Great Britain also agreed to stop the impressment of American sailors, which had been a significant point of contention between the two nations since the end of the American Revolutionary War. It was also one of the primary causes of the War of 1812 (see War of 1812 Overview and History).

Webster-Ashburton Treaty Vocabulary

These terms and definitions provide more context for students studying the Webster-Ashburton Treaty.

People

  • Alexander McLeod — A British subject arrested in New York for his involvement in the Caroline Affair.

Places

  • Great Lakes — A group of five large freshwater lakes in North America.
  • Lake of the Woods — A lake in North America that serves as part of the boundary between the United States and Canada.

Events

  • Aroostook War — A military confrontation in 1839 between the United States and Great Britain over the boundary between Maine and New Brunswick.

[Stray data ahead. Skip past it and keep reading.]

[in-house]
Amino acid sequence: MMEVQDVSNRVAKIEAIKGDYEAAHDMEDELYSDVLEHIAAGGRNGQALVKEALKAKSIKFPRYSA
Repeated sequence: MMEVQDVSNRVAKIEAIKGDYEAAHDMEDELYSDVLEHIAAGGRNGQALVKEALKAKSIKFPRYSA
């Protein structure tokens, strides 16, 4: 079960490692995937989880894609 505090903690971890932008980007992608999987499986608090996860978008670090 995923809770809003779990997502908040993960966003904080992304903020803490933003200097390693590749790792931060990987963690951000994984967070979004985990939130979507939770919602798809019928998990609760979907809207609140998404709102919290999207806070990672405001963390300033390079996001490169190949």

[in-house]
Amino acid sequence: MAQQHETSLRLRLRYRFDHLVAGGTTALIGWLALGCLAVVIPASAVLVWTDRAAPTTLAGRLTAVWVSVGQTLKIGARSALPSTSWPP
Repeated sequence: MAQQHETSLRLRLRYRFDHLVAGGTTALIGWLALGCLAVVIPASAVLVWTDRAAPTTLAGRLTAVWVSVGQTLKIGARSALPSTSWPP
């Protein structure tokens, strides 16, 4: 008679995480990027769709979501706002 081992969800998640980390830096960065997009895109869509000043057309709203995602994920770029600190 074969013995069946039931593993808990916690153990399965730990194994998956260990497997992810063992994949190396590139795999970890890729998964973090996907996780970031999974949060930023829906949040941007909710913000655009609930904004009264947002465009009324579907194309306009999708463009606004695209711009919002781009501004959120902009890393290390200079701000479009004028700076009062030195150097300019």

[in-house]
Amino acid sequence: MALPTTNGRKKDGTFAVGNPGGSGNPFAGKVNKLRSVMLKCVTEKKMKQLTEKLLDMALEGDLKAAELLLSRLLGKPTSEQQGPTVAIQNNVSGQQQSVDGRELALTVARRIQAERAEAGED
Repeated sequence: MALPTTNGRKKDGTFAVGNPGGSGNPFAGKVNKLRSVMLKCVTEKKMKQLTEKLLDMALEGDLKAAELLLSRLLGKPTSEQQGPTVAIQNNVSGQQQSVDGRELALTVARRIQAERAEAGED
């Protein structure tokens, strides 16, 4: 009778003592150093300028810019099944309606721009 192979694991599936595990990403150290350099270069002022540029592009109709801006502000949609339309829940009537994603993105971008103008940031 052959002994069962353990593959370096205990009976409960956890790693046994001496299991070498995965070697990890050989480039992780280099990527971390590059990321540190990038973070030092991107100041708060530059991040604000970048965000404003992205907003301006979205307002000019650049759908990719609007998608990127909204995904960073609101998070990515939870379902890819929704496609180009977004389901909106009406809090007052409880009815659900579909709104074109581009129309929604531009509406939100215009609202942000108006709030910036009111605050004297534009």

• Canadian Rebellion of 1837 — A series of uprisings against British rule in Canada.
  • Caroline Affair — An 1837 incident where Canadian troops seized an American ship, the Caroline, resulting in the death of a crewman and heightened tensions between the U.S. and Great Britain.
  • Creole Case — A 1841 mutiny on the American ship Creole, where slaves were freed in the Bahamas, leading to monetary compensation from Great Britain.

Topics

  • Acquitted — Declared not guilty of a criminal charge.
  • Conciliatory Statements — Remarks made to ease tensions and foster goodwill.
  • Diplomat — An official representing a country abroad.
  • Extradition Treaty — An agreement between countries to hand over individuals accused or convicted of crimes.